We just wanted to be realistic. Nathan, Paul, Scott, Chris and I had detailed discussions on this before principle, during principle and even in post. The movie was toned considerably in violence. The nature of the storyline was difficult to tell with authenticity without giving a measure of violence. And yes Chris the cowriter for draft one insisted, like sex scenes, violence sells if done within context. We didn’t have a sex scene in the final cut. In various revisions we did but the final word of course was always director’s
choice.

What is the main message you want your audience to take away from the film?

Running from consequences leads to consequences. Simple story.

Mickey gives Jason Bourne a run for his money in parts of the film. Did you have any training for this or did it come naturally?

You’re very kind. We had a stunt man coordinate the fight scenes with us before we shot them. Although when Marty showed up, we made the scenes a bit closer to home.

Mickey is a conflicted character, essentially a thug with a big heart who wants to escape his violence existence that is still very much embedded in him. Was this contradiction difficult to portray?

I set out of make Mickey a real lad. Fears, worries, anxieties. A real human, not bullet proof. Wanted people to feel him. Being true to that and being true to the script was key.

Jim Sturgess, who played an IRA member in Fifty Dead Men Walking, said his experience with genuine IRA members as research for the part was also conflicted. They were decent family men who were also violent murderers. Was it your wish to convey this very conflict in Mickey?

To play Mickey without the humanity would have been an insult to the audience. Soldiers, police, politics are all human first. I saw Mickey as a broken soldier with his conflicts in his own conscience. His violence was always provoked, that’s no justification for it but Nathan and I discussed this during the revisions. We kept the story away from senseless violent acts. That was Marty’s job with Mercer, which he did so well.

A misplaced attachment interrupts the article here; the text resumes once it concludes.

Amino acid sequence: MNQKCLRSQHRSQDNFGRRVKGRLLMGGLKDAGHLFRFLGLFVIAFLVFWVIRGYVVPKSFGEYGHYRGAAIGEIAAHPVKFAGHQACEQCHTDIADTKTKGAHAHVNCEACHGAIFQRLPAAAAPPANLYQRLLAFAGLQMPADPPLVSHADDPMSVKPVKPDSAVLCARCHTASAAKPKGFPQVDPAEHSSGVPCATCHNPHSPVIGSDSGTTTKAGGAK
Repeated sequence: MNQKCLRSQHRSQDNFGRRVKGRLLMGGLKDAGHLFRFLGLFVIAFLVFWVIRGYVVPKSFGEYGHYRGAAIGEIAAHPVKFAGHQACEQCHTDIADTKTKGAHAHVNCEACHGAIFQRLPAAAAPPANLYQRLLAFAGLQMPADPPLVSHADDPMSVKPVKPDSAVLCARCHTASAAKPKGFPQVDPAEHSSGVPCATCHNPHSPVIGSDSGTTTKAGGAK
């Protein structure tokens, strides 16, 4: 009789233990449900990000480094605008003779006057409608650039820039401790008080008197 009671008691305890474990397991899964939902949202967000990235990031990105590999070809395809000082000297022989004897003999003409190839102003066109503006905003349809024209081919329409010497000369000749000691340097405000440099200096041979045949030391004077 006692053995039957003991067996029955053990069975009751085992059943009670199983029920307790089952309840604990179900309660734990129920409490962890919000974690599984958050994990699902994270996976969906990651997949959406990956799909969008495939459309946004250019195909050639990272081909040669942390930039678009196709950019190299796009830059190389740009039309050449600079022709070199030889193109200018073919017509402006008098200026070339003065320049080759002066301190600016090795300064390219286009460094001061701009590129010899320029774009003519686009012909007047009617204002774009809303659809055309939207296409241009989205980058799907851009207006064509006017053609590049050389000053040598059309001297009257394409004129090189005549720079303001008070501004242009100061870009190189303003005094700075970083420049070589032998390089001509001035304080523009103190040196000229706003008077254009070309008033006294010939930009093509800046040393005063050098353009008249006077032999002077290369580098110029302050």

We can count the number of Irish actors in Hollywood on one hand (Fassbender being one of the most relevant at the moment). How ruthless is the industry for an Irish actor living in LA?

I watched Fassbender in Hunger around the summer of 2009, I said he’s going to the top and I wasn’t wrong. Like anything else, you get out what you put in but unlike most jobs it’s not always a fair industry. Some of the greatest actors I’ve met are working a 60-hour week for buttons. I was reluctant to move to LA at first but glad I did. I’ve a better life here than I would have back home. I miss my family but visit twice a year or I’d get home sick. Living here is better for me personally for various reasons. It might not suit everyone but suits me grand. I moved here as an electrical engineer and that was a headache I’ll not quickly forget. Working as a full-time actor is a luxury that comes and goes. Starting a production company out here was a good move. I’ve been working hard on that, especially these past few months.